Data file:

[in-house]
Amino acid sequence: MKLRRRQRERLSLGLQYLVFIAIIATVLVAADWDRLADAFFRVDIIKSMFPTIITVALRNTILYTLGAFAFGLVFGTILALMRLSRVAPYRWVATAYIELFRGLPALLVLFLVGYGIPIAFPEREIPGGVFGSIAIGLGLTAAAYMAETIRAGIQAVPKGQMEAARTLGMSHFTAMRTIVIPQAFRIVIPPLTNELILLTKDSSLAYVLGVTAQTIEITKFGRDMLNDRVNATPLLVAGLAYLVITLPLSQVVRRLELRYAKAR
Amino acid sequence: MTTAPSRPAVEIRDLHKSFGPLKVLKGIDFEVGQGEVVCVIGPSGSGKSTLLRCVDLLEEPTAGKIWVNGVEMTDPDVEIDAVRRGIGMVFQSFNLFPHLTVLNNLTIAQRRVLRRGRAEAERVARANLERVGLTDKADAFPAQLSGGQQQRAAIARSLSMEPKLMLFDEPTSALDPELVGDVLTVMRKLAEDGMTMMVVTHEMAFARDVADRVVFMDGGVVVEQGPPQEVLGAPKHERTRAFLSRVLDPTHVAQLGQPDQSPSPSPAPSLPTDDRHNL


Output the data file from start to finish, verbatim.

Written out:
[in-house]
Amino acid sequence: MKLRRRQRERLSLGLQYLVFIAIIATVLVAADWDRLADAFFRVDIIKSMFPTIITVALRNTILYTLGAFAFGLVFGTILALMRLSRVAPYRWVATAYIELFRGLPALLVLFLVGYGIPIAFPEREIPGGVFGSIAIGLGLTAAAYMAETIRAGIQAVPKGQMEAARTLGMSHFTAMRTIVIPQAFRIVIPPLTNELILLTKDSSLAYVLGVTAQTIEITKFGRDMLNDRVNATPLLVAGLAYLVITLPLSQVVRRLELRYAKAR
Amino acid sequence: MTTAPSRPAVEIRDLHKSFGPLKVLKGIDFEVGQGEVVCVIGPSGSGKSTLLRCVDLLEEPTAGKIWVNGVEMTDPDVEIDAVRRGIGMVFQSFNLFPHLTVLNNLTIAQRRVLRRGRAEAERVARANLERVGLTDKADAFPAQLSGGQQQRAAIARSLSMEPKLMLFDEPTSALDPELVGDVLTVMRKLAEDGMTMMVVTHEMAFARDVADRVVFMDGGVVVEQGPPQEVLGAPKHERTRAFLSRVLDPTHVAQLGQPDQSPSPSPAPSLPTDDRHNL